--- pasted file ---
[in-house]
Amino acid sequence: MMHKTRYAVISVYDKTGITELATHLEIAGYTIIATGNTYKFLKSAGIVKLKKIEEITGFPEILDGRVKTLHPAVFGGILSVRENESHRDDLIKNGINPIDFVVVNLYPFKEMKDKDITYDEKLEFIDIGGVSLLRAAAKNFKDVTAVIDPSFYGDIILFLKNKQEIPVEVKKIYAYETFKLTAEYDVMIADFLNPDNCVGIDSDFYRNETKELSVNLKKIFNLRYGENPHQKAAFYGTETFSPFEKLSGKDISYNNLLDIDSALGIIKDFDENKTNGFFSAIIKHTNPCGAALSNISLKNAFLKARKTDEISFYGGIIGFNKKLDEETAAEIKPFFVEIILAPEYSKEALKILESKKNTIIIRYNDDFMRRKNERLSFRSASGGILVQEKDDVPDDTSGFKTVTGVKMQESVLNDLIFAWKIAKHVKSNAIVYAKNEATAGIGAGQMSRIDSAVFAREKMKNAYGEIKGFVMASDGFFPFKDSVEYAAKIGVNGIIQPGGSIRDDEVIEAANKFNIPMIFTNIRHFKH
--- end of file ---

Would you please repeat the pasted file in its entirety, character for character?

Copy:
[in-house]
Amino acid sequence: MMHKTRYAVISVYDKTGITELATHLEIAGYTIIATGNTYKFLKSAGIVKLKKIEEITGFPEILDGRVKTLHPAVFGGILSVRENESHRDDLIKNGINPIDFVVVNLYPFKEMKDKDITYDEKLEFIDIGGVSLLRAAAKNFKDVTAVIDPSFYGDIILFLKNKQEIPVEVKKIYAYETFKLTAEYDVMIADFLNPDNCVGIDSDFYRNETKELSVNLKKIFNLRYGENPHQKAAFYGTETFSPFEKLSGKDISYNNLLDIDSALGIIKDFDENKTNGFFSAIIKHTNPCGAALSNISLKNAFLKARKTDEISFYGGIIGFNKKLDEETAAEIKPFFVEIILAPEYSKEALKILESKKNTIIIRYNDDFMRRKNERLSFRSASGGILVQEKDDVPDDTSGFKTVTGVKMQESVLNDLIFAWKIAKHVKSNAIVYAKNEATAGIGAGQMSRIDSAVFAREKMKNAYGEIKGFVMASDGFFPFKDSVEYAAKIGVNGIIQPGGSIRDDEVIEAANKFNIPMIFTNIRHFKH